Prospective students do some serious digging into the institutions at which they are considering to enrol. To truly win your ideal students over, takes more than just showing up as a possible choice.
SEO, SEA, comparison sites, education fairs and other methods will land you in the consideration set.
But what will prospective students find out about your institution if they start digging? If it isn’t particularly impressive, they’ll lose interest.
A strong showing comes in many parts. It’s about rankings, how your website looks, how approachable your team is during education fairs; the list goes on.
An often underrated aspect is word of mouth, and it’s online equivalent: reviews. Prospective students will trust your institution to provide verifiable information about location, grants available, admission procedure etc. But to make their final choice of where to apply, reviews and other third party content command more weight.
GREAT reviews don’t just happen. At least, not nearly as often as you’d like. Making students very happy, of course, always comes first. But even when your students have a great experience, they are unlike to provide the type of review that’s really going to help you. They may just say “great school” with 5 stars, whereas it’s specific reviews and stories about experiences that really move the needle.
So how do you move from good to GREAT?
Here’s what you can do to get a steady stream of GREAT reviews:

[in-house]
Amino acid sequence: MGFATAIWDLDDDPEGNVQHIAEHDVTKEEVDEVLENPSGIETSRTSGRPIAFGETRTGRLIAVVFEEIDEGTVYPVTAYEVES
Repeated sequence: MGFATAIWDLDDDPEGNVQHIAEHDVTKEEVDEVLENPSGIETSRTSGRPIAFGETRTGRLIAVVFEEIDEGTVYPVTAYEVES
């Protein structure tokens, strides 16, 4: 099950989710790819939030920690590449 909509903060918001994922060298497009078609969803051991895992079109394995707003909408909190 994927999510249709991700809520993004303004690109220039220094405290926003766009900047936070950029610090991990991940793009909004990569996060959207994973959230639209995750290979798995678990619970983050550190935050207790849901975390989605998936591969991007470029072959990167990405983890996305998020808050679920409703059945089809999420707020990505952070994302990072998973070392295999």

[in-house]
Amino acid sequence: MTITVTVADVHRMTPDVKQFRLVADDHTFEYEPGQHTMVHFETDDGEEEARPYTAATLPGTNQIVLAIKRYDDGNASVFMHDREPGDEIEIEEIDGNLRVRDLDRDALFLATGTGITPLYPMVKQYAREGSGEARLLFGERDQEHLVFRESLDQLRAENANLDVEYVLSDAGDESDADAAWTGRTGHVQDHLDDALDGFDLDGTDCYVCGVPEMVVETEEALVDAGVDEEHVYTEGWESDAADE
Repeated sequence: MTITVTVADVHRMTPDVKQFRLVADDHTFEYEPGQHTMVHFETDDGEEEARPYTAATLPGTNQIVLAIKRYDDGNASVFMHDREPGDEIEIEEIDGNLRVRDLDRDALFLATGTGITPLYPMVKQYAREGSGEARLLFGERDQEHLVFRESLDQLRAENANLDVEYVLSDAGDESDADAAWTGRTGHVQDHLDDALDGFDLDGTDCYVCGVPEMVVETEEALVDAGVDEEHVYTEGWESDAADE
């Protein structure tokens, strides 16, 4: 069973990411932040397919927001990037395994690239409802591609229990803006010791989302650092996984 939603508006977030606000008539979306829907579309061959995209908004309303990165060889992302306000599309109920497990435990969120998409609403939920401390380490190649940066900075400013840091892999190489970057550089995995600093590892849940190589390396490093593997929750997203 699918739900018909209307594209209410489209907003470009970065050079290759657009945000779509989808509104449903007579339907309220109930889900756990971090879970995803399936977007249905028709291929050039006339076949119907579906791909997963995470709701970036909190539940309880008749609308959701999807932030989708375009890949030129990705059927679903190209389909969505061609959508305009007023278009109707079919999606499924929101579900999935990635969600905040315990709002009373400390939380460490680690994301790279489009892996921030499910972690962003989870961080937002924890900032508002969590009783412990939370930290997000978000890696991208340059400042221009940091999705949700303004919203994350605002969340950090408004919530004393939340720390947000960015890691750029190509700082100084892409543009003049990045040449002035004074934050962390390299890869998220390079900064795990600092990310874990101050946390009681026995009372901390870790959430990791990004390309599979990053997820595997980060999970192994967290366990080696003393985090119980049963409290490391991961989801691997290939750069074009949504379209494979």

- Have someone accountable for obtaining reviews. A search for your school name on social media may reveal students who already have an online following. Certainly, reach out to them. There are social listening tools that can alert you when stuff gets published. But also put out feelers more widely with academic and other front line staff – so that they alert the marketing team when a student does something remarkable – and you can reach out to get their story, and help it spread. Get reviews from students from as many backgrounds as possible (it also won’t hurt to get foreign language versions), and from a wide spread of different courses / faculties.
- Provide guidance. A good review is a story. Happy people are more than willing to provide a GREAT review. But not everyone knows how to do this. Provide a few questions, which, when answered, make a compelling story. This is not telling people what to write. It’s making their task easier. Some example questions:
- What did you think about our school before you started? Did you have any concerns / reservations?
- What’s your experience at our school like today?
- How do you expect your time at [school name] will benefit you in the future?
- Repurpose and distribute. If someone writes a great review and posts it on a course comparison site, can they also post it on Facebook; other sites? Can you pick up a snippet and add it to your website? If you know who the student is, can you meet up for a short video for your YouTube channel (which you could also advertise on Facebook)? Getting a person to tell a story is the hard part — when the review is there, put it in as many places as you can. A review is only as valuable as its number of views!